NEW YORK (MainStreet) As both recreational and medical access to cannabis expands around the country, San Jose appears to be headed in the other direction. In June the City Council voted to limit dispensaries in the city to industrial zones. Of the 78 dispensaries then in operation only 13 would have been able to remain in business without relocating.
Despite the passage of the ordinance two months ago, the city waited nearly two months to begin enforcement. The deadlines have now been issued. Businesses have until October 17 to apply for a new license to bring them into compliance. If they have not done so by that point, they will be given 30 days to shutter operations.
"[San Jose] is a destination location for medical marijuana patients throughout Santa Clara County but it has not always been that way," said Chris Lindsey, a legislative analyst at the Marijuana Policy Project. "Dating back to about 1997, San Jose was known as a black hole for dispensaries none were allowed because of former bad press and a difficult environment for business due to a strong police lobby."
Five years ago, however the local market seemed to change. "At one point, explains Lindsey, the city "became a popular location for businesses and patients and had as many as 148 dispensaries.
"The federal government sent out letters to business owners threatening them with prosecution and a large number closed," he said. "Since then there have been at least two rounds of letters sent out by the city, reducing the number even further."
The situation in San Jose is one of the inevitable results of a state that moved first to legalize medical use almost 20 years ago and has faced opposition from both federal and local forces ever since. The City Council of San Jose has never had a predisposition politically to support this vertical however popular the weight of public opinion. As such, the City Council has now expressed that divide in opinion by seeming to create a "compromise" position that would have the net effect of closing down the majority of currently operating dispensaries.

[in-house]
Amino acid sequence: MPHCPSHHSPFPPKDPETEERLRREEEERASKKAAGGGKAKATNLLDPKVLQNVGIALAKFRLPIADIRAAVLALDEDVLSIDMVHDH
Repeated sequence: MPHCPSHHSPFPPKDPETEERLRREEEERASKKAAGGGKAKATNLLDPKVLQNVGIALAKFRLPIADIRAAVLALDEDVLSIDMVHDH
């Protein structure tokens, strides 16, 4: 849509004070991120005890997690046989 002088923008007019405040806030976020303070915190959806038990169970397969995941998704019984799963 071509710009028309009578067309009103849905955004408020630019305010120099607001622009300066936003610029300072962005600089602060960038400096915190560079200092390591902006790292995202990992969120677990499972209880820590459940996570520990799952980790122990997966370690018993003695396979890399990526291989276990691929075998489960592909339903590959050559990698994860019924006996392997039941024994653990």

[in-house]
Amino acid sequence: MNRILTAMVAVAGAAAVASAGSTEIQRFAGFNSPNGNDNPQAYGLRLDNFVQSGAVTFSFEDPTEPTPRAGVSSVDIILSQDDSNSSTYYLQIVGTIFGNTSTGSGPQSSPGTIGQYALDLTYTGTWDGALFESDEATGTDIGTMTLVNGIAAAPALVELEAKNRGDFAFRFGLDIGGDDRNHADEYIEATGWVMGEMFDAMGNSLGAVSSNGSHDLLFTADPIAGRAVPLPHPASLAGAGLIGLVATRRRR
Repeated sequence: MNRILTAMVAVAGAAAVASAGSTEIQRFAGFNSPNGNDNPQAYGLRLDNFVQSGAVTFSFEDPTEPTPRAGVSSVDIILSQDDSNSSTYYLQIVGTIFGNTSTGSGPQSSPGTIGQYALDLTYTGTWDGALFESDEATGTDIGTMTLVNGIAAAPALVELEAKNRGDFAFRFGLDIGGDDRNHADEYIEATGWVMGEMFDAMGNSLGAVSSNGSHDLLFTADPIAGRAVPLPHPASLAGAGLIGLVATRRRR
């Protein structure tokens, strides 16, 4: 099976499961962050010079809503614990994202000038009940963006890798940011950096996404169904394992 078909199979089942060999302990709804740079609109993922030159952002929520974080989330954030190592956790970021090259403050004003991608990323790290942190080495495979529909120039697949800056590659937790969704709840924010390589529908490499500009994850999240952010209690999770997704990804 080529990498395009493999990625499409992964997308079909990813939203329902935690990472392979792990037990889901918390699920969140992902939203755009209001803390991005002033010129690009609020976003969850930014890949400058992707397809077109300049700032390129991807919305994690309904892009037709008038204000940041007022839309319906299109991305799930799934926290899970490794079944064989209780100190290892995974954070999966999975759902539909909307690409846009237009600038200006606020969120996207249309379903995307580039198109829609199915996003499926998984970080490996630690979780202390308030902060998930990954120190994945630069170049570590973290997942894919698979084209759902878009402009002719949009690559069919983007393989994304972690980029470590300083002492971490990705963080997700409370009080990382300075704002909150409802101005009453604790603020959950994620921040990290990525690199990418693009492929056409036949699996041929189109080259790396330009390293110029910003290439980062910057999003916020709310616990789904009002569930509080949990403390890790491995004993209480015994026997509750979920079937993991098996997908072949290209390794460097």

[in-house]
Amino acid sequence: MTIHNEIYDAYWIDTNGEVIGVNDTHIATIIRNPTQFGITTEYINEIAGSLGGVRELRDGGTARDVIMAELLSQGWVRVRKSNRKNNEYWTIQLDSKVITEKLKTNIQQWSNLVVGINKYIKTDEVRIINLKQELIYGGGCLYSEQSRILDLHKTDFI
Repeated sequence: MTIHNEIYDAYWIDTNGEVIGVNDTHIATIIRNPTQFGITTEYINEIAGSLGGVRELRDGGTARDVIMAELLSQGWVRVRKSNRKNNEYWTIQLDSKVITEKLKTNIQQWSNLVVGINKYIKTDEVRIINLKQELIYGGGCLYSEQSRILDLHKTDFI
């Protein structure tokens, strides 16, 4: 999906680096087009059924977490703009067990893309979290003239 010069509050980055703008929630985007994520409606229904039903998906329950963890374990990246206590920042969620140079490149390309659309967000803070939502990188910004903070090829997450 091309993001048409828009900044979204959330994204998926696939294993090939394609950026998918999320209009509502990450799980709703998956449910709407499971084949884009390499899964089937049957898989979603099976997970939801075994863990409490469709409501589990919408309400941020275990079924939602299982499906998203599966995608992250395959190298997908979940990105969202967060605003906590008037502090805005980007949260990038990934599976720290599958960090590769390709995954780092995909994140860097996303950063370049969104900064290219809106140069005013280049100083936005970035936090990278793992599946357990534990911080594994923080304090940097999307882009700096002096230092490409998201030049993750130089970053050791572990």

Per Lindsey, the City Council "did not want to implement a moratorium because it would have been required to grandfather businesses that were in existence at the time. It took a while to craft a plan that appeared to impose regulation but effectively banned most businesses by limiting them to industrial zones."
The move comes at an interesting time for the industry. On a state level, Florida voters are gearing up to legalize medical use in November. For a city in California, which as a state legalized medical access a generation ago, to cut down so drastically comes as a surprise move particularly to outsiders who may think that at least medical use is a foregone conclusion in every city in every state where cannabis is legal for medicinal purposes.
On a local level, the situation in San Jose will impact access dramatically, particularly for medical patients.
"It will have a huge chilling effect, without a doubt and seriously ill patients will be denied access to regulated, safe, medical marijuana without having to drive long distances," Lindsey said. "The county has now implemented its own ban, which prevents businesses from moving out of the city into unincorporated parts of the county. Patients in Silicon Valley will have to drive to San Francisco, Santa Cruz or Oakland."
As such, San Jose stands as a cautionary tale of what can happen in an unwieldy state market. Many advocates involved in political reform also see this move as a failure of the reform community to effectively engage with the city. In the case of San Jose, local opposition ran so high at least in the city's elected political elite, that even the considerable taxes raised by cannabis sales were not enough to sway reluctant local politicians. As Lindsey said, "Certainly cannabis laws are changing around the country, but there is still opposition willing to work against the will of the people when it can."
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By decision of the State Supreme Court earlier in the year, municipalities have the right to ban local medical marijuana dispensaries despite the fact that marijuana is legal for medical use under state law. As a result the state may see at least in the short term, more cities like San Jose where there is a rollback on access due to strong opposition among powerful forces arrayed against reform. As Lindsey predicted, however, no matter the immediate if in some cases dire impact this will have for patients, municipalities across the country in every state will more frequently face similar decisions.
Per Lindsey, about the situation in San Jose, "Short term, it will shut down the vast majority down and that is the goal. Longer term, I think it is likely many - perhaps different - businesses will return. Marijuana is not going away, medical marijuana access is popular in the city, and those in control of the city council will not be there forever."
--Written by Marguerite Arnold for MainStreet